• In the Quantity field, enter the number of Direct Wages hours (from the employee's pay).
  • In the Unit Cost field, enter the employee's hourly rate. For our example, Mary Jones makes $24.038 per hour.
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AccountRight calculates and enters the total value (Quantity x Unit Cost) in the Amount field. Alternatively, enter the amount in the Amount field and AccountRight will calculate the Unit Cost which will be equivalent to the employee's hourly rate.

Example inventory adjustment

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title3. Use Build Items to add labour cost to finished goods

3. Use Build Items to add labour cost to finished goods

The final step is to transfer the value of the Labour item to your finished goods. This is done by recording a Build items transaction (Inventory > Build Items).

On the Build Items window:

  • Enter a Memo which explains the transaction.
  • On the first line:
    • In the Item Number field, select the finished item.
    • In the Quantity and Unit Cost fields, enter zero.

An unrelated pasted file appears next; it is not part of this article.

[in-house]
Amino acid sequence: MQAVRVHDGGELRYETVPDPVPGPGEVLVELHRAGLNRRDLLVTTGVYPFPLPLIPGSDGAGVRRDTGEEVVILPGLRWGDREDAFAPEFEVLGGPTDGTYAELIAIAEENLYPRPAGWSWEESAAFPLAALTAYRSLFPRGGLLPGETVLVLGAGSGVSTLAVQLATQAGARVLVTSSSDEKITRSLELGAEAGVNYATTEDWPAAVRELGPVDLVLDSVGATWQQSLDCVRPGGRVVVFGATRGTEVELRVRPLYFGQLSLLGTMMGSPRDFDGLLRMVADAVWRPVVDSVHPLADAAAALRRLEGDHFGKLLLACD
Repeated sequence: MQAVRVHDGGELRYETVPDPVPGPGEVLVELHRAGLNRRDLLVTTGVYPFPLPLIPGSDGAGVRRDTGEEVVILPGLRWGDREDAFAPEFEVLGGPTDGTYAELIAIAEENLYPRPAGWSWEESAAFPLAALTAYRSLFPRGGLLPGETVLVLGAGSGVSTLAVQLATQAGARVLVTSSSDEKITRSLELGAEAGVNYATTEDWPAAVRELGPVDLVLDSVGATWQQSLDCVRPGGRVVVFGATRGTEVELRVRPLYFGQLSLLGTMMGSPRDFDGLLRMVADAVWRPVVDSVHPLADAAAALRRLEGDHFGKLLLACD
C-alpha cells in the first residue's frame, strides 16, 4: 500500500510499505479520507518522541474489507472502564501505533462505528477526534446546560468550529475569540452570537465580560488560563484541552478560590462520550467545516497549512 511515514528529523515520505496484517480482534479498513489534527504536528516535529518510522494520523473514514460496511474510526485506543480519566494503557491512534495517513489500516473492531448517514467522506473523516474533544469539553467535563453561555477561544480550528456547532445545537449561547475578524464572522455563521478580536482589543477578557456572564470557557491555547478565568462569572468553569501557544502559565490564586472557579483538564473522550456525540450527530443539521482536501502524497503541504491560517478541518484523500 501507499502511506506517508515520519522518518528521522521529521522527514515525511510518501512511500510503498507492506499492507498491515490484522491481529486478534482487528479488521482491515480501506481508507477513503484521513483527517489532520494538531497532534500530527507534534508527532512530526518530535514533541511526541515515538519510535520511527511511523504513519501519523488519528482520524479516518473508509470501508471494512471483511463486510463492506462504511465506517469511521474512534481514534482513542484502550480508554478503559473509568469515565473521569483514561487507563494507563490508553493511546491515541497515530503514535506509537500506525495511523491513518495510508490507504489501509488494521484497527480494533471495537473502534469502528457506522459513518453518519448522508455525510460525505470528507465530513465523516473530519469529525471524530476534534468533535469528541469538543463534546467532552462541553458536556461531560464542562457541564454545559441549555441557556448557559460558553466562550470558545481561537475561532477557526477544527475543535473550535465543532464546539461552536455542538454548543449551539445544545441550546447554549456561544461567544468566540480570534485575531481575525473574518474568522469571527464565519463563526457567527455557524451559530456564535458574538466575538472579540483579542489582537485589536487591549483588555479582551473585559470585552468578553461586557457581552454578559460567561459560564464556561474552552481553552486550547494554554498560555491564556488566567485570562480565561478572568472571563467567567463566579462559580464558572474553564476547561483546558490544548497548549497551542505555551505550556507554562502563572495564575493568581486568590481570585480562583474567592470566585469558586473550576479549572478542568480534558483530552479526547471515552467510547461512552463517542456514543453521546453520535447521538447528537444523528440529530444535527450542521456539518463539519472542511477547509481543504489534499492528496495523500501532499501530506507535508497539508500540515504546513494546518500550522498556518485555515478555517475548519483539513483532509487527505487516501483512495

• In the Amount field, enter the total value.
  • On the second line:
    • In the Item Number field, select the Labour item.
    • In the Quantity field, enter the number of Direct Wages hours (from the employee's pay) as a negative value.
    • In the Unit Cost field, enter the employee's hourly rate. AccountRight will calculate and enter the total value in the Amount field (as a negative value)

Our example shows 30 hours of labour (worth $721.16) being transferred from the Labour item to the finished goods item. The physical Quantity of the finished good hasn't been increased, just its value. If the quantity of finished goods needs to be increased, enter the incremental quantity in the Quantity field. You will then need to enter a Unit Cost.

Example build items

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titleRelated topics
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Creating accounts

Creating items

Creating wage categories

Making inventory adjustments

Building items